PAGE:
November 7, 2016

Anagnorisis - Peripeteia

By Justin C. It took me a little longer than I would have liked to write about Anagnorisis's new album, Peripeteia. It's not because the album is flawed in any way--far from it--but because it's such a powerful personal statement by singer Zachary Kerr. There are layers and layers to peel back
By Justin C.

It took me a little longer than I would have liked to write about Anagnorisis's new album, Peripeteia. It's not because the album is flawed in any way--far from it--but because it's such a powerful personal statement by singer Zachary Kerr. There are layers and layers to peel back, even more so because the Bandcamp download contains a booklet that Kerr included to explain how the album came to be.

I tend to shy away from track-by-track reviews, since they're really no longer necessary when you can listen to an album in full yourself. I like to highlight and guide, but I don't feel as though I need to hold anybody's hand through an entire album. I'm going to make an exception for this album, though. It's my way “in,” if that makes any sense, and it's the best way in I can think of.

The album opens with a chime-like figure, which is joined by additional guitar and spoken word vocals. This builds to a proper black metal blast, finally wrapping up with the first of many cassette recording samples. "Transparent -" is an apt title for this song, as Kerr is seeking to be transparent not only to himself, but to the listeners. The sampled cassette recordings are from Kerr's childhood, and they were presented to him by his mother after his father died in 2010. The samples often seem innocuous enough--Kerr's father, for the most part, seems calm and unmenacing, if not a bit persnickety with the details as the then 4.5-year-old Kerr answers his questions. But if you're like me, your hackles will be instantly raised. It's rare these days to be presented with audio recordings that aren't going to be damning in some way or another.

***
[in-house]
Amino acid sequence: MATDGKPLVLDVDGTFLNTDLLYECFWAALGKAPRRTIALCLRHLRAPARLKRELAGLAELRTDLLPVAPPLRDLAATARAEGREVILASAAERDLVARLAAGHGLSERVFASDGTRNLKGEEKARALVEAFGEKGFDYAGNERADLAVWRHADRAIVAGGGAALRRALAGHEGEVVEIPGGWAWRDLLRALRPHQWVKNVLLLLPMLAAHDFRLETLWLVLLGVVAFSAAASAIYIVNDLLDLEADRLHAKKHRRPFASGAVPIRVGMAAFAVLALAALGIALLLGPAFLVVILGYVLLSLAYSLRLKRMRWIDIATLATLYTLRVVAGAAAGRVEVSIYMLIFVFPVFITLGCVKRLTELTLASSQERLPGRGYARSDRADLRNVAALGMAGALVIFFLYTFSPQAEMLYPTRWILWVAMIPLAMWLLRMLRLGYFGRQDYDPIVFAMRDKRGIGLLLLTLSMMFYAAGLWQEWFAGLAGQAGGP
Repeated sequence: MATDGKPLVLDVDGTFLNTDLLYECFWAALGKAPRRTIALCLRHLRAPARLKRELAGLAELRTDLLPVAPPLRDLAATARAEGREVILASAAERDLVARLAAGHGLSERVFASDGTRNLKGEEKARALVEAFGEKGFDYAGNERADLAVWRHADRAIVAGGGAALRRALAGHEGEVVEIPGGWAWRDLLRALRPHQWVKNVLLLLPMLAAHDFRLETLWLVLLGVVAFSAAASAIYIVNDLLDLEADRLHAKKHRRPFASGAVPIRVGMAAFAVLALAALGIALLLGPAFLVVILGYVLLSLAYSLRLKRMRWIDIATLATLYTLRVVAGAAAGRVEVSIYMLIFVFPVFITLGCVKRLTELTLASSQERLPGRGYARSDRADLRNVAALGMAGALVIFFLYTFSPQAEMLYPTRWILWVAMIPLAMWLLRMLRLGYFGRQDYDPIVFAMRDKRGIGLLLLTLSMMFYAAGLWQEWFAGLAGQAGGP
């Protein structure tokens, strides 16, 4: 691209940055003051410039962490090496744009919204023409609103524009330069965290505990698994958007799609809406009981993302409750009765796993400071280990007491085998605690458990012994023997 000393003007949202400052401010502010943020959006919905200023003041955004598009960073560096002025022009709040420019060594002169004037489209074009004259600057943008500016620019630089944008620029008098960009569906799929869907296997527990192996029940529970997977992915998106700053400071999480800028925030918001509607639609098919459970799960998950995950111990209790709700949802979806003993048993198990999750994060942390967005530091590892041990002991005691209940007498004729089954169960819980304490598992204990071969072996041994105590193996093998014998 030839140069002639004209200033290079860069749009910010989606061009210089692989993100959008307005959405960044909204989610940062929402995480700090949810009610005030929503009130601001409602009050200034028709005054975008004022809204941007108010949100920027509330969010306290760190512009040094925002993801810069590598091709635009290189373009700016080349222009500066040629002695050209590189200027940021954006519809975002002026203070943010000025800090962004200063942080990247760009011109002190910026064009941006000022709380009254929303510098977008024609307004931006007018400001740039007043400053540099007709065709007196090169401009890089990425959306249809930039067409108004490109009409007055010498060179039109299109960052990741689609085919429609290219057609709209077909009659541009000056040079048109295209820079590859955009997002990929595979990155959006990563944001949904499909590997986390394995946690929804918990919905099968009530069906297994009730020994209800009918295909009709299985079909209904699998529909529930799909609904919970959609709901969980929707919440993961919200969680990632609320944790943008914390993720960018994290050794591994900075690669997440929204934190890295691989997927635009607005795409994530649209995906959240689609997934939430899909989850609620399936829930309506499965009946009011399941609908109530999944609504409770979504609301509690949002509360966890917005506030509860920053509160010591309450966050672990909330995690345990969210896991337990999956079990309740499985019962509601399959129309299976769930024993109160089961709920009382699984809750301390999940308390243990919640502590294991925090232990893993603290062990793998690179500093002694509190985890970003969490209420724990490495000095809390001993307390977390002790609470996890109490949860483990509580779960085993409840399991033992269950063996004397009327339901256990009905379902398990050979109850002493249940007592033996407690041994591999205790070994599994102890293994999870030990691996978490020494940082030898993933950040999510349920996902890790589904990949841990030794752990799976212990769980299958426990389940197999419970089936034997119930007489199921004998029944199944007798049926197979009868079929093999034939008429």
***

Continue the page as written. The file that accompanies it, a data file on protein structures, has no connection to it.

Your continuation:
"Disgust and Remorse, Pts. I and II" are as dark as you might imagine. Kerr's black metal shrieks are raspy but full, and the instrumental work is layered and sweeping. With lyrics like "My wound is self disgust" and "Depression now leads me by the leash," you get a pretty clear sense of the mood of the work. But even so, the end of "Pt. I" starts to lift just a bit. You can hear Kerr trying to move past something, as he tells us that "This reflective version of atoms is not my story." These turns in the music are what allow us, the listeners, to survive the intensity of this music. This is black metal first and foremost, but throughout the album, we're offered a variety of turns and surprises. Of course, relief doesn't come quite that easily. "Pt. II" sees Kerr pushing the harshness of his vocals just a little bit harder, telling us, "I’ve never been enough / I've never done enough."

It's worth noting at this point that in Kerr's booklet, he describes reacting to the innocence and honesty of his childhood self when hearing those cassettes after so many years. It's also worth noting what they are in contrast to. Kerr doesn't give us all the details, as he himself says it would "turn this thing into what I wanted to avoid," although he doesn't offer more specifics than that. We learn that his father had difficulty with alcohol and gradually grew distant from Kerr as he grew up. We learn that his grandmother was extremely abusive to his mother. In other words, his parents came to their new family with their own wounds, and clearly some of these were visited on Kerr. Maybe most importantly, we learn that teenaged Kerr was sent to a boarding school in West Somoa, what basically amounted to a prison camp that billed itself as a paradise in which troubled children could heal, but in reality was scamming parents for money and providing nothing but abuse and deprivation on their children.